© 2022 Wyoming Public Media
800-729-5897 | 307-766-4240
Wyoming Public Media is a service of the University of Wyoming
Website Header_2021
Play Live Radio
Next Up:
0:00
0:00
Available On Air Stations
Transmission & Streaming Issues

A Facebook group and the state DCI have focused on featuring Wyoming missing persons cases

missing people graphic
nagpurtoday.in

The Wyoming Division of Criminal Investigation (DCI) and the Facebook group Missing people of Wyoming have sought to better feature missing persons in the state.

Interest in missing persons cases has increased in previous years with many true crime shows catering to this increased interest. The Gabby Petito case last year brought international attention to Wyoming and as well as a renewed focus on finding missing persons.

Social media pages have been set up across the country in attempts to better publicize missing persons cases, including those that may not normally receive much media attention.

“A close friend of mine had told me about two gentlemen here in Casper who had both had troubled backgrounds and nobody was talking about it on Facebook groups, media, news,” said Desiree Tinoco, a Casper resident who started the 'Missing people of Wyoming' Facebook page in 2019. “It just seemed like because of their questionable lifestyles that they didn’t really matter as much, and I thought that was kind of in poor taste.”

Tinoco said she felt compelled to do something after finding out there wasn’t a good system in Wyoming that featured missing persons cases at the state level. She tried contacting state legislators but found little assistance with them. Finally, she reached out to the DCI, who although short-staffed, took up her request and updated their website. This included adding a special section dedicated to missing persons. Though there isn’t a link to the Facebook page, Tinoco said that she’s in touch approximately once a week with DCI to share information.

“We did have Desiree Tinoco from the 'Missing people of Wyoming' Facebook [contact DCI] to talk about it, so that kind of got us jumpstarted on it,” said Katie Koskelowski, Missing Persons Clearinghouse Manager with DCI. “It was something that we were trying to figure out how to do. When she came to us, we made it a priority and pushed that through.”

Koskelowski said they recognized the importance of having a more accessible website and getting the word out on missing persons cases. And while she said DCI has had a database dealing with missing persons for years, the efforts they made recently have been more visible to the general public.

“So, in the last year we’ve changed it to the current format, and that’s it’s own missing person page,” said Koskelowski. “We have more in-depth information, we have photos if we’re able to get those, and we keep those in chronological order of when they went missing.”

Cold cases are separate from missing persons ones. Missing persons cases are left on the DCI’s website until someone is either found alive, a body is recovered, or there are remains that are located from the missing person(s). Currently, the oldest missing persons cases on the website date from the 1970s.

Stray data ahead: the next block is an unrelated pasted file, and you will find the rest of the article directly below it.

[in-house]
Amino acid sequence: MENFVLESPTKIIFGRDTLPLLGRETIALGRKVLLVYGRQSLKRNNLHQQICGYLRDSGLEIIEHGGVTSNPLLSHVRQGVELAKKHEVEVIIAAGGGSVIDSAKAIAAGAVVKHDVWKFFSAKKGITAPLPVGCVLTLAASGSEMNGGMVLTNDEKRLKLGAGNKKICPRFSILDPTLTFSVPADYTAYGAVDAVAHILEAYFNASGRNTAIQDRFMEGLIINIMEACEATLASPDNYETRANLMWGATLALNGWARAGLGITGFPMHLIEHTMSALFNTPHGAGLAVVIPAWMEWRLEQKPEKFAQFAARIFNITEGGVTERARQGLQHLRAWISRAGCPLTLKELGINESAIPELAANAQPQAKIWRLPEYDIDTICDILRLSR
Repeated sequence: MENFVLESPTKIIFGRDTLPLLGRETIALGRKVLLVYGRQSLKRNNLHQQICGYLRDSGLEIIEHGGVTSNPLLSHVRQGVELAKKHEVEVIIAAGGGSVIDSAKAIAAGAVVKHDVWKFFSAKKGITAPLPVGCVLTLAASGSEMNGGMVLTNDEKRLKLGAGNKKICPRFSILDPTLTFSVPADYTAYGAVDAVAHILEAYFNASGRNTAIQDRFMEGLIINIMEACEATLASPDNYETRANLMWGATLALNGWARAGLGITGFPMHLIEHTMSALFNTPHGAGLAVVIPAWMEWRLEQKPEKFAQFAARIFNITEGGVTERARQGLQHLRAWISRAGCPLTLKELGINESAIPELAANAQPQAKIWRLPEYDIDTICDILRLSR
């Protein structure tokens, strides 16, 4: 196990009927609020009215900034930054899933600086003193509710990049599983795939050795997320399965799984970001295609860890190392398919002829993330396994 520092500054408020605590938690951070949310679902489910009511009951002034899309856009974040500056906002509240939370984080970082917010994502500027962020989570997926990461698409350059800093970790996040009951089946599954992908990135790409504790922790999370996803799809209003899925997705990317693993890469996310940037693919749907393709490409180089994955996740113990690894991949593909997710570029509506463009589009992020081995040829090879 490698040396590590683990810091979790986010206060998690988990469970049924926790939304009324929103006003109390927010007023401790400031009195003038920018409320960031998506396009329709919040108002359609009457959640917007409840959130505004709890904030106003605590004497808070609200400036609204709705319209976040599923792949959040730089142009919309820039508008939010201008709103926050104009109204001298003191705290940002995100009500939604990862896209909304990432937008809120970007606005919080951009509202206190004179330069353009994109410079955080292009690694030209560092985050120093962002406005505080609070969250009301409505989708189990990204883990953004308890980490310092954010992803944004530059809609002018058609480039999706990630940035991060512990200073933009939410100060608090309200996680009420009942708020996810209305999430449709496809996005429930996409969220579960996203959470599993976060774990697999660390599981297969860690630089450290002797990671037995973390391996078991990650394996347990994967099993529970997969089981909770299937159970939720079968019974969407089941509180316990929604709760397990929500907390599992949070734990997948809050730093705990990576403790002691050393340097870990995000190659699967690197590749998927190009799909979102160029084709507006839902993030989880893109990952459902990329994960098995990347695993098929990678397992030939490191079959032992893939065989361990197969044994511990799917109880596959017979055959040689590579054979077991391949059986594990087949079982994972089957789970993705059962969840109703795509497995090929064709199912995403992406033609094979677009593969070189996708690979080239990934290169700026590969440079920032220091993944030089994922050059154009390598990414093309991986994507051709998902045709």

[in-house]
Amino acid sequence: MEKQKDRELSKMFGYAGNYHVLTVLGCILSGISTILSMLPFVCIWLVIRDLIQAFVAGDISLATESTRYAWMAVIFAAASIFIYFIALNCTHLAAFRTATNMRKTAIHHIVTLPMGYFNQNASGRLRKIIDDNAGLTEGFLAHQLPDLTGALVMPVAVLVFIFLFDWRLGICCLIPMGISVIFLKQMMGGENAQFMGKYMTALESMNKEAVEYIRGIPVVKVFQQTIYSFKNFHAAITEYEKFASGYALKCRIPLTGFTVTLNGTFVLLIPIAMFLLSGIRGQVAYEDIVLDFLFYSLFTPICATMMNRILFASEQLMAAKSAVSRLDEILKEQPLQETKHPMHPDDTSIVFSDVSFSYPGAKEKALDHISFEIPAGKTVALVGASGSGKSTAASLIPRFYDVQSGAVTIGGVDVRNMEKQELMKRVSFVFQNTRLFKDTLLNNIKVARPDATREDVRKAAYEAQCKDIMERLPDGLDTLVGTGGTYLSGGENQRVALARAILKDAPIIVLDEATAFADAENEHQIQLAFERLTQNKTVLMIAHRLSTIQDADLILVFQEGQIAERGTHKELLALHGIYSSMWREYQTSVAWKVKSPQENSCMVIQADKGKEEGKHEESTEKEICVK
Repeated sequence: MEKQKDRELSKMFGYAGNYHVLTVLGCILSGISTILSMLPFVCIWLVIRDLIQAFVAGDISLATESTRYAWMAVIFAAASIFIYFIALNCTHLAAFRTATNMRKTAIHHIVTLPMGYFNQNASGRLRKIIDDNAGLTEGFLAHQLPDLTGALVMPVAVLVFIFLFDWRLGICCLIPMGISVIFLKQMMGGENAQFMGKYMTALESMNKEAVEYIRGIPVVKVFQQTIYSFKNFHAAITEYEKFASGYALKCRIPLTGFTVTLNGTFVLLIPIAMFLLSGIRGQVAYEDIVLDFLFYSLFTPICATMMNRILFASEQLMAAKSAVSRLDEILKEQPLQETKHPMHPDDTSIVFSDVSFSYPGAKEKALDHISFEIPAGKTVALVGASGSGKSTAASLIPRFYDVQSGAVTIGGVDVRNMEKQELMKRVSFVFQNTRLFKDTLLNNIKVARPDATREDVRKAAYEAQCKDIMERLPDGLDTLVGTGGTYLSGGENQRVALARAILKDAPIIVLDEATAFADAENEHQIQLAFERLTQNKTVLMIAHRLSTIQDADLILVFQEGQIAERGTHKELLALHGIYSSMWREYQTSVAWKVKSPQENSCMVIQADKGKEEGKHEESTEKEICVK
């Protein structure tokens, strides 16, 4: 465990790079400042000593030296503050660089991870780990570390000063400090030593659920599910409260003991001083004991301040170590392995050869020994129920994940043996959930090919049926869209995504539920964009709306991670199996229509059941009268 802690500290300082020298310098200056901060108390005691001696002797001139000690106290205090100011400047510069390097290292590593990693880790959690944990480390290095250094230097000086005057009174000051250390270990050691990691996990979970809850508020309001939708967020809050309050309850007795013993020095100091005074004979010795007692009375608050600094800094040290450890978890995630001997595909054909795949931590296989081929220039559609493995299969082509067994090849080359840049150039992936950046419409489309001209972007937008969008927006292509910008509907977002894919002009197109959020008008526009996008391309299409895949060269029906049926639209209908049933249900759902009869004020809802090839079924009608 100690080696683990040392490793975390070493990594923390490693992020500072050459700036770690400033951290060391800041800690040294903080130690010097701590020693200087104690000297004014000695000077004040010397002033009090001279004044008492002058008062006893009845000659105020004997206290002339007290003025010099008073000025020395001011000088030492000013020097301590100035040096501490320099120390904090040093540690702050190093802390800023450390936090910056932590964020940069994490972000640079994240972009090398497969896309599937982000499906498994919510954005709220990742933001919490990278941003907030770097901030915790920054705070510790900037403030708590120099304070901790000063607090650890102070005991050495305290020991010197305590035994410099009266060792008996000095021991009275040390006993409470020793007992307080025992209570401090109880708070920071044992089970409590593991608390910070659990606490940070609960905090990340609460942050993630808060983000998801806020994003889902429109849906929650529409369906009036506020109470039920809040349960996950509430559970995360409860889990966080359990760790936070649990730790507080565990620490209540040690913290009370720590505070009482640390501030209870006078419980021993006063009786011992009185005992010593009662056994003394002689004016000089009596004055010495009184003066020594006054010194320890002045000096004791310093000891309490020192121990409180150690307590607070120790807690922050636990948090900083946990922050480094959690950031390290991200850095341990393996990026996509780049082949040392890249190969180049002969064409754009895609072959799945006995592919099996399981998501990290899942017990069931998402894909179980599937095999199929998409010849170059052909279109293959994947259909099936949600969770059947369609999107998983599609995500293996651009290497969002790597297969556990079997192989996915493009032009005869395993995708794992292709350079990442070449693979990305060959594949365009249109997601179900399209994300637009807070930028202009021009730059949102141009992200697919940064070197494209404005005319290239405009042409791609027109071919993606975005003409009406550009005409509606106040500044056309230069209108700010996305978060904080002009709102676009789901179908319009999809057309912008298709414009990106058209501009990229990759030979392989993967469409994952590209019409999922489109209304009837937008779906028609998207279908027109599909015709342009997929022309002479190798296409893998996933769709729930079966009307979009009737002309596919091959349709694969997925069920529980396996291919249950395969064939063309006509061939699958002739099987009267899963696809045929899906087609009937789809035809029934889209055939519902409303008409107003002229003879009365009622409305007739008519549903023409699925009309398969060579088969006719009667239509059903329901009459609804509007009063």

To be included on either the DCI’s website or the Facebook page, a missing persons report has to be filed with local authorities. DCI takes cases that have been uploaded to the National Crime Information Center (NCIC)’s database and posts them after one week to their website.

Koskelowski said that tips may also be submitted on the DCI’s website, which have been used to locate missing persons in the past. According to the website, submitting a tip doesn’t file a missing persons report, which must be done through local law enforcement agencies.

Tinoco has placed a focus on a traditionally underreported group that has received little media attention over the years.

“I’m a member of the Missing and Murdered Indigenous Task Force for the state of Wyoming,” said Tinoco, who is indigenous and had previously lived on two reservations. “[A study released last year indicated that] 710 indigenous people over the last decade have gone missing. All but one or two counties have had indigenous go missing—this isn’t [just] a reservation problem; they’re going missing off the reservation.”

According to its first statewide report on missing and murdered indigenous persons, released in Jan. 2021, the Wyoming Survey and Analysis Center reported that 8,431 people were entered into the NCIC in Wyoming between 2011 and 2020, 15 percent of whom were indigenous. “These records represent 4,884 unique individuals, 710 of whom were Indigenous,” the website states for the report.

Tinoco has expressed interest in starting a non-profit in the future for missing persons. But for now, she’s dedicated to keeping missing persons cases remain in the public consciousness in the hopes that they can be solved.

“I just want people to be informed, family members and the public and I think it’s just been wonderful to see like this joint effort,” Tinoco said. “It’s so gratifying to see such a beautiful joint effort in such a[n] otherwise sad and daunting task.”

Corrected: April 4, 2022 at 11:31 AM MDT
The DCI was initially labelled as the Department of Criminal Investigation, when it's actually the Division of Criminal Investigation. Also, Katie Koskelowski's last name was misspelled and her position was given as Control Terminal Specialist and Wyoming Clearinghouse Manager with DCI. It's actually Missing Persons Clearinghouse Manager.
Hugh Cook is Wyoming Public Radio's Northeast Reporter, based in Gillette. A fourth-generation Northeast Wyoming native, Hugh joined Wyoming Public Media in October 2021 after studying and working abroad and in Washington, D.C. for the late Senator Mike Enzi.
Related Content